The seasonal fruit markets in the northern provinces of Yemen are witnessing unprecedented stagnation, as consumers struggle to buy goods due to deteriorating living conditions, salary cuts, and unemployment.
While large quantities of fruit pile up in shops and on the carts of street vendors, farmers and traders lament the significant loss of their crops in storage.
Samir, a government employee in one of the revenue sectors in the Houthi-run Yemeni capital, Sanaa, says he can only afford to buy fruits rarely.
He’s forced to turn down his children’s requests for sweets in order to save up for the cost of fruit once a week, attempting to persuade them of the importance and benefits of fruits compared to the drawbacks of sweets, which strain his budget in turn.
Samir further said that he tries not to miss seasonal fruits, which are only available for a few months every year, unlike many other agricultural products that are accessible year-round. He expresses regret that only a few people can enjoy these fruits.
Hassan Mohammed, an employee at an international organization, agrees with Samir’s viewpoint.
He believes that fruit prices are reasonable and that their seasons should not be missed, allowing them to go to waste or forcing traders to discard them in the trash or feed them to livestock.
Mohammed reinforces his opinion by indicating that individuals with limited incomes can substitute fruits for their regular meals so as not to miss out on their seasons and benefits.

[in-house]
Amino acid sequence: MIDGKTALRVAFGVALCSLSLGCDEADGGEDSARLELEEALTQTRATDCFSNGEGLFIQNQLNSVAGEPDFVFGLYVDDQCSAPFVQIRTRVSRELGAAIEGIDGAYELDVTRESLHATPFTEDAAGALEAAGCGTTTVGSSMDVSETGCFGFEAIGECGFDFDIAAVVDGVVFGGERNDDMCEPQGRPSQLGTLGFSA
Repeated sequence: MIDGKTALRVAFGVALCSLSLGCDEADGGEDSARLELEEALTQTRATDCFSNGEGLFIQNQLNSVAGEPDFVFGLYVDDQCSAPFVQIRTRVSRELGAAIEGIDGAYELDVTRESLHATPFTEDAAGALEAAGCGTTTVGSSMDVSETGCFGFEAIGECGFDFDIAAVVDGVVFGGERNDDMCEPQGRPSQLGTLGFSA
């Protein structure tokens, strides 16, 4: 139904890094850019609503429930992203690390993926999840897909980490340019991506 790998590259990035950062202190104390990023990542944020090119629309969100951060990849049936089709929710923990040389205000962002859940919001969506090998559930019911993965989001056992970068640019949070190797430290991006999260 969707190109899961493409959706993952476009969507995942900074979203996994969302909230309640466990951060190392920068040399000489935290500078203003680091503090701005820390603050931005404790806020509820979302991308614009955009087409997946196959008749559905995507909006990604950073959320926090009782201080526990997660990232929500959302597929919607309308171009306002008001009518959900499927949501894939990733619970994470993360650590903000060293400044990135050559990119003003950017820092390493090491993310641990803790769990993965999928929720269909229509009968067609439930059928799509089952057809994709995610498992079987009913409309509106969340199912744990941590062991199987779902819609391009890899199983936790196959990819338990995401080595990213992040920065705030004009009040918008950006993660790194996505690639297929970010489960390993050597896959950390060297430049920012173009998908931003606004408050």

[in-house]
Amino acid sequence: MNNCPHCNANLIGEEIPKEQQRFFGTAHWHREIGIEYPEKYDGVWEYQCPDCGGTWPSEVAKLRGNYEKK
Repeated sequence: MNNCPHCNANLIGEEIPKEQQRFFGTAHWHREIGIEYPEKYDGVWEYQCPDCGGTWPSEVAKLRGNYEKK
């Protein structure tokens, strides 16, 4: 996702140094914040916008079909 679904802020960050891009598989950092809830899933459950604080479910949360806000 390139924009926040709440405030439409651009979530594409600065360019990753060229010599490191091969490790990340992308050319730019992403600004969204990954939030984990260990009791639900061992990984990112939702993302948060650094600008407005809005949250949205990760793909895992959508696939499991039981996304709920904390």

He attempts to underscore his viewpoint by referring to medical opinions regarding health, which suggest that much of the unhealthy food consumed by the poor leads to various chronic diseases in the long run.
“Why don't families try to rely on fruits, which are rich in vitamins, instead of meals laden with bread, sugar, and carbohydrates,” wonders Mohammed.
In contrast, another public employee believes that in these conditions where one can hardly afford to provide bread, fruits become a luxury not worth the trouble.
According to the civil servant’s perspective, what one cannot afford should not occupy their thoughts, as dwelling on it would only increase regret and pain, which are needless burdens. It suffices for them to be able to provide what can fill their family’s bellies.
Moreover, the public employee, who requested anonymity, said that they had contemplated buying a watermelon a few days ago but regretted even thinking about it, as they couldn’t find a watermelon for less than 3,000 Yemeni riyals ($1 equals Yemeni 530 riyals).
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